Renew ISTEA To Preserve Local Control of Transportation Decisions
The Intermodal Surface Transportation Efficiency Act of 1991 (ISTEA),
the federal surface transportation law, expires September 30, 1997, and
must be re-authorized. ISTEA began to shift federal priorities away from
a "one size fits all" approach to a balanced, locally-controlled
process that gives citizens and businesses the flexibility to choose their
mix of affordable, reliable transportation choices.
More than ever before, ISTEA made local governments and the public full
partners in transportation decision-making. It recognized that different
communities will have different mixes of roads, transit, bike paths and
sidewalks, and that an effective partnership of local, state and federal
governments will make the best transportation decisions. Some Congressional
proposals to change ISTEA would reduce local involvement in these decisions.
ISTEA can be changed but the right kind of changes will improve its
balanced approach, not undermine it. Four key issues are:
CONGESTION MITIGATION AND AIR QUALITY PROGRAM (CMAQ):
- ISTEA's smallest program, funded at $1 billion/year, CMAQ is the only
highway program specifically designed to help communities use transportation
to lower traffic congestion and reduce dangerous air pollution. Although
only 5% of the overall highway program, CMAQ provided 55% of all funds
"flexed," or transferred, from highways to transit during ISTEA's
first five years.
- Currently, CMAQ funds must be spent in areas that are not in compliance
with the Clean Air Act, generally the most populous metropolitan areas.
CMAQ can be improved by ensuring that funds will continue to reach areas
that make progress in cleaning up their air.
- The "STEP 21" and "STARS 2000" bills would eliminate
CMAQ as a separate category, while allowing CMAQ projects to be eligible
under the Surface Transportation Program (STP). STARS 2000 would reduce
CMAQ to $380 million, a nearly 2/3 cut, and limit the number of areas that
would receive CMAQ funds.
- As long as air pollution remains a serious health problem, Congress
should continue this program that is specifically designed to help clean
up our air.
SURFACE TRANSPORTATION PROGRAM (STP):
- The largest and most flexible ISTEA program, STP receives $4.1 billion/year;
50% is divided, based on population, between a state's metropolitan areas
and the rest of the state; 10% goes to safety; and 10% for the Enhancements
Program that is the major source of funds for bike paths, sidewalks and
historic preservation of transportation facilities. The remaining 30% of
funds can be spent anywhere in the state.
- In ISTEA's first 5 years, $880 million with more each succeeding
year -- was flexed to transit from STP.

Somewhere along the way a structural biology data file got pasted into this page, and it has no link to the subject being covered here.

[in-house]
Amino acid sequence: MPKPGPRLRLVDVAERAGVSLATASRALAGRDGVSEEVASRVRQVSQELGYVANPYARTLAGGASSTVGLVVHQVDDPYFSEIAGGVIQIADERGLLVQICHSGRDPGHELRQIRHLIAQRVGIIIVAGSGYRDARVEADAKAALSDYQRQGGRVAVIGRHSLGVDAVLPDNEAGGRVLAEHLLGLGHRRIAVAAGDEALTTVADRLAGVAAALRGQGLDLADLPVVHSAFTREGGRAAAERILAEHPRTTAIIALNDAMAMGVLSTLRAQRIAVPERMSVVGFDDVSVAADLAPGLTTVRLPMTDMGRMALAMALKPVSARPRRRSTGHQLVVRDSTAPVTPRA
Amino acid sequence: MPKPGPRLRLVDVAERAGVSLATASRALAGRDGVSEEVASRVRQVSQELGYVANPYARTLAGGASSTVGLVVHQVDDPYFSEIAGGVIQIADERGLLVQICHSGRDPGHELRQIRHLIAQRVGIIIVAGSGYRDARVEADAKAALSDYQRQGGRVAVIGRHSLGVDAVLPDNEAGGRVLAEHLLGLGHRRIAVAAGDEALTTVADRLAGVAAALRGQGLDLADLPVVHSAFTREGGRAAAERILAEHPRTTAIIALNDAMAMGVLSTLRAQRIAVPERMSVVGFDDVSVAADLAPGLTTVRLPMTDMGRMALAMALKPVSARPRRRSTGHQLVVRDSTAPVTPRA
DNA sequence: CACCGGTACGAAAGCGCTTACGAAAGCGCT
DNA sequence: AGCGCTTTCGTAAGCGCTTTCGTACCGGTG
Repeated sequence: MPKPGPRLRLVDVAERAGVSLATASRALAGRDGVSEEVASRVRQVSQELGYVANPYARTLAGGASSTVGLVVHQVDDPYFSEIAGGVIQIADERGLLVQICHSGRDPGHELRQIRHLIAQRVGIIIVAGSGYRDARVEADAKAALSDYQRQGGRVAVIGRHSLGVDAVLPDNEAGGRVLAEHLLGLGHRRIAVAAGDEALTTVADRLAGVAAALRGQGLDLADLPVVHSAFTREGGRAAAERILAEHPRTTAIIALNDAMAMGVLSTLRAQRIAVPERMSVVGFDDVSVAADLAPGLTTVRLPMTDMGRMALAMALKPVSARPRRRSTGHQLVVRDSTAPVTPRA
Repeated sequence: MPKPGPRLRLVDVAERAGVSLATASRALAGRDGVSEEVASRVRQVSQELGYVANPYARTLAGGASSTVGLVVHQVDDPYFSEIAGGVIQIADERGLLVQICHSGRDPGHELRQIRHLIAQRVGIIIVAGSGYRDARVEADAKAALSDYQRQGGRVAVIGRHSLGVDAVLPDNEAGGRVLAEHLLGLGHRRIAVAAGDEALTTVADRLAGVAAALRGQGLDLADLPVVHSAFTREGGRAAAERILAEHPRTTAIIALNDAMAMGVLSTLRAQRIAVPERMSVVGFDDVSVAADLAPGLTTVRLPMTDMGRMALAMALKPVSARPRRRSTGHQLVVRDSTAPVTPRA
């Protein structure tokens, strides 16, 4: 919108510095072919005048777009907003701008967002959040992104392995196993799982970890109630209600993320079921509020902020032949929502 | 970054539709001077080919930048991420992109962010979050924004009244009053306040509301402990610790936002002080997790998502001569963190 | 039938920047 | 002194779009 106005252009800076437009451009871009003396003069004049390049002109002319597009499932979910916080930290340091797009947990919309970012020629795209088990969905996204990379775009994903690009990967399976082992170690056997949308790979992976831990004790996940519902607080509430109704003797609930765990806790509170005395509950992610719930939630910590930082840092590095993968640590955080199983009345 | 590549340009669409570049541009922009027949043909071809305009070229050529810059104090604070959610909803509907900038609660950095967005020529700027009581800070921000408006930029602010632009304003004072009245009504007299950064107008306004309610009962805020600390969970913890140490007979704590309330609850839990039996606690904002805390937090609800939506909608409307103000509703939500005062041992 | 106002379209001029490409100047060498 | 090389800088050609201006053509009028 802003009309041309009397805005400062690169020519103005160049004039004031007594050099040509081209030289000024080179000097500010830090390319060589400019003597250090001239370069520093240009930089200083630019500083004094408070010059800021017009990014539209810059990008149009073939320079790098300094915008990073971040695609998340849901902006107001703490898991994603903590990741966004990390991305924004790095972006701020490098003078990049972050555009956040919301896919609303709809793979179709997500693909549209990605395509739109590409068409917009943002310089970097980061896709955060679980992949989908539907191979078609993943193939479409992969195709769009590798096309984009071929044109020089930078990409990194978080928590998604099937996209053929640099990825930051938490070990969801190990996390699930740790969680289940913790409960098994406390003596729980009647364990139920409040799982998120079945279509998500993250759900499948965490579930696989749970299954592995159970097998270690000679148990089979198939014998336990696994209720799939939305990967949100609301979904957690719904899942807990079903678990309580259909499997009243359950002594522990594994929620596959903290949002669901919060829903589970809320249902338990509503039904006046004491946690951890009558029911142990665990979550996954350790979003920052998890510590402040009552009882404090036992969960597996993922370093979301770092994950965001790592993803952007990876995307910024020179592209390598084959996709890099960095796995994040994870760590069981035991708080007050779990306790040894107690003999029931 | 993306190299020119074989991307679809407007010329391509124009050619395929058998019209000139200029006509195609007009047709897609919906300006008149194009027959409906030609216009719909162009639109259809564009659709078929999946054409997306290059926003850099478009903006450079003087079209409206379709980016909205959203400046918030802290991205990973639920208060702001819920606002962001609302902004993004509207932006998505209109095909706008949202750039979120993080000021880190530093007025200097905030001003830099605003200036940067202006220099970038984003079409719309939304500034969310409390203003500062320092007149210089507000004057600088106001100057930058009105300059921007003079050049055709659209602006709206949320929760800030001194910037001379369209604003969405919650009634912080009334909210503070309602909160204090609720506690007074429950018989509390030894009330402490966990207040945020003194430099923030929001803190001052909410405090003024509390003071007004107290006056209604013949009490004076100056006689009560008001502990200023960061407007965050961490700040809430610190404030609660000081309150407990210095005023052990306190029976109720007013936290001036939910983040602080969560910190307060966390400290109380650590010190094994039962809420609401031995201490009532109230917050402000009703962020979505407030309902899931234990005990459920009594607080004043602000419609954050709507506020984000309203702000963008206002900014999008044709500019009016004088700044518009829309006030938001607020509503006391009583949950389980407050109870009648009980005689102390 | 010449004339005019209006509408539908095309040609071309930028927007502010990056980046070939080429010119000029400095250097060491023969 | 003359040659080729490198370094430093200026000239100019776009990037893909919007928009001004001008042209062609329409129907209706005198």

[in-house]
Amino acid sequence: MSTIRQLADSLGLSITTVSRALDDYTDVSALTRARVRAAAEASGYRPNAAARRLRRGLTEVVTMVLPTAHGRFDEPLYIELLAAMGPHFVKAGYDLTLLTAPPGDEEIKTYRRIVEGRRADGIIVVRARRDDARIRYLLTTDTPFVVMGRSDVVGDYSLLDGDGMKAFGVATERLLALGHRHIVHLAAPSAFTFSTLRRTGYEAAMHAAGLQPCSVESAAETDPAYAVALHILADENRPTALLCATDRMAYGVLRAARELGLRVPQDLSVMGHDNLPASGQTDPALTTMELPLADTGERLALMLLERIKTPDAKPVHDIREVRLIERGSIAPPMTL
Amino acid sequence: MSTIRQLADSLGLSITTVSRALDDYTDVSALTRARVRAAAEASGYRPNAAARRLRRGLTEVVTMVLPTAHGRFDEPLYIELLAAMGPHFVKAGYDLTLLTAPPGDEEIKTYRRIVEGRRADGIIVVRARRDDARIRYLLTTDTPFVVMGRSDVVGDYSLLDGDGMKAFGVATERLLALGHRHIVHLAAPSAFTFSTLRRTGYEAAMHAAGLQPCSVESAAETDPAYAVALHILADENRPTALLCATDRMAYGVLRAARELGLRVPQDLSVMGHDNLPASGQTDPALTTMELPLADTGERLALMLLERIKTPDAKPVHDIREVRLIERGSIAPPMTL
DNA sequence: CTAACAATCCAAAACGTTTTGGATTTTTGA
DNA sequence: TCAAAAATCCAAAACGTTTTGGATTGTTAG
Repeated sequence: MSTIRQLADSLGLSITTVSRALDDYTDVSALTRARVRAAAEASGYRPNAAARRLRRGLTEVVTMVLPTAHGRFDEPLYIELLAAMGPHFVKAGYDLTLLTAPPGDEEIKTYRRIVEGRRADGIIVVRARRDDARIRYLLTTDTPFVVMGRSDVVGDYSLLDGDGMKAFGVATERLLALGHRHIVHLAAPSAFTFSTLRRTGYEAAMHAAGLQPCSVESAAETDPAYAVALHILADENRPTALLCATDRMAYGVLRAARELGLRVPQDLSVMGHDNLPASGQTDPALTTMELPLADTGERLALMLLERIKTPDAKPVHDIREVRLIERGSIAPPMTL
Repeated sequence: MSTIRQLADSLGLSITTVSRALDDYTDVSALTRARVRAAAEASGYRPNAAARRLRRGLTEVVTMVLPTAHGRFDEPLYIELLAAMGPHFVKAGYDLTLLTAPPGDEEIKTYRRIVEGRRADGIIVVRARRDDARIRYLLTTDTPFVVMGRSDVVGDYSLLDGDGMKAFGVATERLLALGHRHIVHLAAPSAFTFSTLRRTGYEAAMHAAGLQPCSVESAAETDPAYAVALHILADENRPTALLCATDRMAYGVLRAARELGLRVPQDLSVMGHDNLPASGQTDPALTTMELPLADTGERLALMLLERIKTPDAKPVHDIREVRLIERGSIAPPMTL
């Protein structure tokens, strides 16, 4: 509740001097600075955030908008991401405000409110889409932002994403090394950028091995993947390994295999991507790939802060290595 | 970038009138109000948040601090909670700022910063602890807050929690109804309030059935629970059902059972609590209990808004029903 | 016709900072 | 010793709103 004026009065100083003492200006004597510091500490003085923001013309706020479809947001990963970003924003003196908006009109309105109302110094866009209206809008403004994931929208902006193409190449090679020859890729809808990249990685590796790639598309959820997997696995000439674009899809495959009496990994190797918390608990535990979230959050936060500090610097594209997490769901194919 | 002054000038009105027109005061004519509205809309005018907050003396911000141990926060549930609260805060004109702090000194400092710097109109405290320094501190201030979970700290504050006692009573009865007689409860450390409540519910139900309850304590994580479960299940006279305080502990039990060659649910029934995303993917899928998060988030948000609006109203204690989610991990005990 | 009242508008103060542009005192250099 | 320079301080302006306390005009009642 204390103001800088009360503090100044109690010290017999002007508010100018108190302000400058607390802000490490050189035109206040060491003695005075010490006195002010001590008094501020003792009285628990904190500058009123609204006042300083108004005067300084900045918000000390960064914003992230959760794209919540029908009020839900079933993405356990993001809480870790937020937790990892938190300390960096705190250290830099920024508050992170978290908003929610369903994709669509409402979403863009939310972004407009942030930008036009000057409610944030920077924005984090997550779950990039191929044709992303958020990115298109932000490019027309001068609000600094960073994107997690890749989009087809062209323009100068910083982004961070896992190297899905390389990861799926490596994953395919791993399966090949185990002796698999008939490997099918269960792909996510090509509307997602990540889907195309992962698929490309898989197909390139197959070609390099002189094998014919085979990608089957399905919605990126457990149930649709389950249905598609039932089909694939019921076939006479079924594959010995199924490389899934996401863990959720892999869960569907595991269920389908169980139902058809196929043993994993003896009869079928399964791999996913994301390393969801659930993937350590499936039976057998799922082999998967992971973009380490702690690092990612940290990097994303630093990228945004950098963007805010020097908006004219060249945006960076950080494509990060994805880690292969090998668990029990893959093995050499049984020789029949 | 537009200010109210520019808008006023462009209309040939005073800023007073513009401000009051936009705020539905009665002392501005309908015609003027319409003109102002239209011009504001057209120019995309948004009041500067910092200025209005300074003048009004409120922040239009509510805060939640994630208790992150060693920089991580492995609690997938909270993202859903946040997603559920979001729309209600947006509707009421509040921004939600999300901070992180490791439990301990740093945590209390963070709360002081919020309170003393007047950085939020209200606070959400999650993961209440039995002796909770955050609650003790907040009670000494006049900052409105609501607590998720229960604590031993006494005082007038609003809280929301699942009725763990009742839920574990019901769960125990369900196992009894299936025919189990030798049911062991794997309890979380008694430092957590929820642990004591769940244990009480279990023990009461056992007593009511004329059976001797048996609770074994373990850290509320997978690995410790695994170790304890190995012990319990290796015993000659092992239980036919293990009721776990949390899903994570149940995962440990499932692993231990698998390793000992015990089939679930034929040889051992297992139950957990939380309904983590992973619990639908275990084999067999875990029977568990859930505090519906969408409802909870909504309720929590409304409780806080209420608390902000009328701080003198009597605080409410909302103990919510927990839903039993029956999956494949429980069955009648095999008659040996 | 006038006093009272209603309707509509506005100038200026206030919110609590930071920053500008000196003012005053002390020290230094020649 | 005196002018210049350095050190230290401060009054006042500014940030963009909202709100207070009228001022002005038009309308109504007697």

- Unlike the $3.6 billion/year National Highway System (NHS) program,
STP funds can be spent on any needed project. NHS funds can only be spent
on a designated set of highways, and not a single dollar of NHS funds has
been flexed to transit projects, even within those NHS corridors.
- STEP 21 would eliminate CMAQ, the Bridge program and STP; the House
version would eliminate the Enhancements set-aside. STARS 2000 would combine
the CMAQ, Bridge and STP together, but put 60% of all funds into an expanded
TRANSIT FORMULA FUNDS:
- ISTEA expanded transit formula funding up to $4.1 billion/year to meet
mobility needs in urban, suburban and rural communities throughout the
nation. These funds enable local transit agencies to provide 9 billion
rides per year on buses, subways, rail transit and through other services.
- Currently, federal highway funds can be spent on maintenance activities
and the cost of federal mandates. Transit formula funds, on the other hand,
cannot be spent on such items as debt service of capital, costs of compliance
with the Americans with Disabilities Act, and maintenance. These limitations
jeopardize federal and local investments in transit, and limit the ability
of local areas to choose how best to spend their transit funds.
- Although ISTEA authorized more than $1 billion/year for transit operating
aid, actual funding has fallen far short of that amount. As a result, transit
agencies had no choice but to increase fares and reduce service during
the early and mid-1990s. To prevent future service cuts and fare hikes,
ISTEA should permit formula funds to be used for maintenance and the costs
of federal mandates. Such changes have been proposed under the Administration's
STATE SUPPORT FOR AMTRAK:
- ISTEA expanded the federal highway program to cover many investments
in a multimodal transportation system, but it did not address the issue
of intercity rail. Amtrak remains a critical part of the national transportation
system, even after cutbacks compelled in recent years by the need for cost
- Many states want to spend some of their federal highway funds for intercity
passenger rail service, but current law prohibits them from doing so.
- A renewed ISTEA should provide interested states with the flexibility
to use their share of program funds for intercity passenger rail service,
such as Amtrak.
- The "ISTEA Works" bill (S. 586) allows states to spend CMAQ
and STP funds, but not NHS, for Amtrak. Neither "STEP 21" nor
"STARS 2000" offer states this important flexibility.
Source: CAMPAIGN FOR EFFICIENT PASSENGER TRANSPORTATION
c/o Citizen Action, 1901 L St., NW, #602, Washington, DC 20036, tel:
(202)-775-1580, fax: (202)-296-4054, e-mail: firstname.lastname@example.org
For more information on local control, check out the positions of the
National Association of Counties,
the League of Cities, and the U.S. Conference of Mayors.
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